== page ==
PFO and Stroke

CS comprises 15–40% of all ischemic strokes, and PFO occurs in 40–56% in patients <55 years old with CS or transient ischemic attack (TIA) (6, 12, 14). One has to distinguish between PFO being a direct cause of stroke and PFO being a risk factor for stroke. The relevant literature indicates that the strength of the association between PFO and stroke depends on the type of study. The role of PFO as a risk factor for ischemic stroke has mainly been demonstrated in case-control studies. In one of the original case-control studies, an ~4-fold increase in PFO prevalence in stroke patients younger than 55 years and an ~2-fold increase in older patients compared with controls of similar age was demonstrated (15). In a robust meta-analysis of case-control studies, Overell et al. reported an OR of 3.1 for PFO, 6.14 for atrial septal aneurysm (ASA), and 15.59 for PFO combined with ASA, when the examined population was younger than 55 years (16). On the contrary, the role of PFO as a risk factor for stroke and vascular events in the general population has not been demonstrated with certainty. Most studies suffered from inadequate sample sizes or short follow-up durations which may have masked possible associations. Di Tullio et al. (17) reported the results of a population study in which they followed a community cohort of asymptomatic individuals with and without PFO for an average of 11 years, and demonstrated that PFO was not associated with an increased risk of clinical stroke or silent brain infarcts (17).

Some PFOs likely are incidental findings. When they are pathogenic, it is still debatable whether they represent a risk factor for stroke or the true cause (5, 6). Moreover, the precise mechanism by which PFO causes a stroke is uncertain. Several PFO characteristics have been reported as high-risk features, such as hypermobile atrial septum, R-L shunt grade, R-L shunt at rest, as well as non-PFO features, as young age and the coexistence of other atrial septal abnormalities (1, 16, 18).

Potential Stroke Mechanisms in PFO

Paradoxical Embolism

The most acceptable hypothesis currently is that of paradoxical embolism (19, 20). This phenomenon requires a venous thrombus to travel through a R-L shunt and cause arterial embolism (5, 6). This hypothesis is supported by studies reporting the PFO size and R-L shunt grade as risk factor for CS, case reports of thrombi stuck in PFO tunnel, and CS following deep venous thrombosis (DVT) (5, 19).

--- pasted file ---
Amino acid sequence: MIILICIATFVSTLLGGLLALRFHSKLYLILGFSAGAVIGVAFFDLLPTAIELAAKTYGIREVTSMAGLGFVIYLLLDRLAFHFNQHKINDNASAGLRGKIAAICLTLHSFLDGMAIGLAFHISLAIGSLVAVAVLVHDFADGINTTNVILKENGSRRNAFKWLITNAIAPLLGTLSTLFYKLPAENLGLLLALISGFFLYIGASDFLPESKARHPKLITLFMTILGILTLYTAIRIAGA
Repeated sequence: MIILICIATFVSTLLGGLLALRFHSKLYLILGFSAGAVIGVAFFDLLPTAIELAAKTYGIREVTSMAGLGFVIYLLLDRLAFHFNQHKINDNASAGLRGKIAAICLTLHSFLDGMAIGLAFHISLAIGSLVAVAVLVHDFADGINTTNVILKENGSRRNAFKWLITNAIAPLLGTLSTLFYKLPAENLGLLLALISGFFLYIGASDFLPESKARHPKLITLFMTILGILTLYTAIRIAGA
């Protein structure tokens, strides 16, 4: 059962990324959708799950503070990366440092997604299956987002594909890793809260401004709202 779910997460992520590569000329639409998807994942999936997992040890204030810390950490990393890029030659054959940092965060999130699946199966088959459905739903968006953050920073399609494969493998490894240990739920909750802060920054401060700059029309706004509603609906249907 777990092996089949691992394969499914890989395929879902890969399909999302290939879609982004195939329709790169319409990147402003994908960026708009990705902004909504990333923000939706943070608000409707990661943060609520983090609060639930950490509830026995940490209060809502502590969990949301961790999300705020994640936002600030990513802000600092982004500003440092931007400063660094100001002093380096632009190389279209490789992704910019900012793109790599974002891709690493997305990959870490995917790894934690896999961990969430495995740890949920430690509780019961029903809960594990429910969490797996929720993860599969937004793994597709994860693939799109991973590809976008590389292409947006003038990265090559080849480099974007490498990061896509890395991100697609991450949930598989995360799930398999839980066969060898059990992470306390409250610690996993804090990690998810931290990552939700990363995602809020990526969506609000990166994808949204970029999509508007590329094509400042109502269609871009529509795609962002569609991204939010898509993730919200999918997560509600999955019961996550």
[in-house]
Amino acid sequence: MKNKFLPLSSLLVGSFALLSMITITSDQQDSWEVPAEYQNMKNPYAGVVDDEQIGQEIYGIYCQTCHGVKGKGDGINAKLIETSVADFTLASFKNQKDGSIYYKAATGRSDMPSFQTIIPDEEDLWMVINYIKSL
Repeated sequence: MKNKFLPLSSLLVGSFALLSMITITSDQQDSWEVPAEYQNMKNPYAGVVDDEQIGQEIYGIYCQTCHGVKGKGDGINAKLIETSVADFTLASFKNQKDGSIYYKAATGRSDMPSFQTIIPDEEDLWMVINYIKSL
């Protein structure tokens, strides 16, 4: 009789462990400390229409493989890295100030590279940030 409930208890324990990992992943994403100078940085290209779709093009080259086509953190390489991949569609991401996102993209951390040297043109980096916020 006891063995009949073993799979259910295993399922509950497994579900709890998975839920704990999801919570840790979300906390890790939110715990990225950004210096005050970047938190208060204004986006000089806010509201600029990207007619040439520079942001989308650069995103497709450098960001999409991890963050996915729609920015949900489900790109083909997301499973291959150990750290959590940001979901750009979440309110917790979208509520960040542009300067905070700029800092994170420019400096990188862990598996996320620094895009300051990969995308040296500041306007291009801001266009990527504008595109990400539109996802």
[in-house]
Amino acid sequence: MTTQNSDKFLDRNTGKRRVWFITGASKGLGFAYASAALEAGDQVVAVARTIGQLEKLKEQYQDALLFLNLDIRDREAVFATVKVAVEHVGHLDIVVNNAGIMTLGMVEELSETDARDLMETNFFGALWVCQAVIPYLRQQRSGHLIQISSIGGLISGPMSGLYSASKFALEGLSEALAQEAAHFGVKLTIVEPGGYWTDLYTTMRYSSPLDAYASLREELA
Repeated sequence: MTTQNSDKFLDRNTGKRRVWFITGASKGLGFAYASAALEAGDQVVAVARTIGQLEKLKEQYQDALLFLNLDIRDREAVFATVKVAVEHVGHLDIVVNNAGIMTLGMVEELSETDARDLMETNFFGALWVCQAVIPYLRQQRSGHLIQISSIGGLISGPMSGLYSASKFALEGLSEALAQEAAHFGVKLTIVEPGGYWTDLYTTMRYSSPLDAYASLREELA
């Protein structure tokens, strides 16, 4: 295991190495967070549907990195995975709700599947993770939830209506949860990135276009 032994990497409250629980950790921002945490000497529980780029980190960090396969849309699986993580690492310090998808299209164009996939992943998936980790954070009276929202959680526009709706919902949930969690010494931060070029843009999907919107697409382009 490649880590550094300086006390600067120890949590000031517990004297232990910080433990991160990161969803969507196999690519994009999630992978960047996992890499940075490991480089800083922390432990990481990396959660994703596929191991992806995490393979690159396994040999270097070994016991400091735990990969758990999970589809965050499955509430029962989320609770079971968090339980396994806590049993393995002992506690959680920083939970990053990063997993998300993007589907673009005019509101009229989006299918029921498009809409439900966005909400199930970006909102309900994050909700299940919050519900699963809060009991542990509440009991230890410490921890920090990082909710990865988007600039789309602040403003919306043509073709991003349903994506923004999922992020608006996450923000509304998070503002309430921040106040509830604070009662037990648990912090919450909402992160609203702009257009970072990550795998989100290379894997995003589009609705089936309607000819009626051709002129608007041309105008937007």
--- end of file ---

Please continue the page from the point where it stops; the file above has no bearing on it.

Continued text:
However, paradoxical embolism cannot stand as the only possible explanation (21). The existing data do not support an increased incidence of DVT or Valsalva-like activities prior to CS as compared to non-PFO CS patients, and a venous source of embolism is rarely identified (22). Moreover, some studies report increased risk of recurrence associated with smaller shunts (13). Thus, additional or alternative explanations are in order, perhaps related to PFO characteristics (18).

In situ Clot Formation

Accumulated data support the notion that PFO is liable for in situ thrombus formation (13, 2022). This hypothesis is empowered by the fact that specific features, such as long-tunneled PFO, concomitant presence of ASA or Chiari's network, increase the risk of stroke (1, 2325). These findings do not favor the paradoxical embolism hypothesis, but the deceleration of flow, blood stagnation and thrombi formation within the PFO or ASA (20, 26).

Rigatteli et al. reported observations from computational anatomical models where he noted a pathologic pattern of left atrial (LA) blood flow due to permanent R-L shunt (27). Furthermore, a prospective study comparing pre-closure PFO patients with atrial fibrillation (AF) patients and healthy individuals, claimed that moderate-to-severe ASA was correlated with LA dysfunction (active and passive emptying, conduit function, LA ejection fraction), which reversed after PFO closure (28). These very interesting findings suggest LA dysfunction and AF-like flow, forming thrombi in the absence of the arrhythmia. Moreover, LA size has been correlated with ASA presence, multiple ischemic lesions and the RSL degree; LA diameter ≥43 mm and RoPE score>7 were significantly associated (29). Questions are also raised regarding the involvement of other R-L shunt sites (25).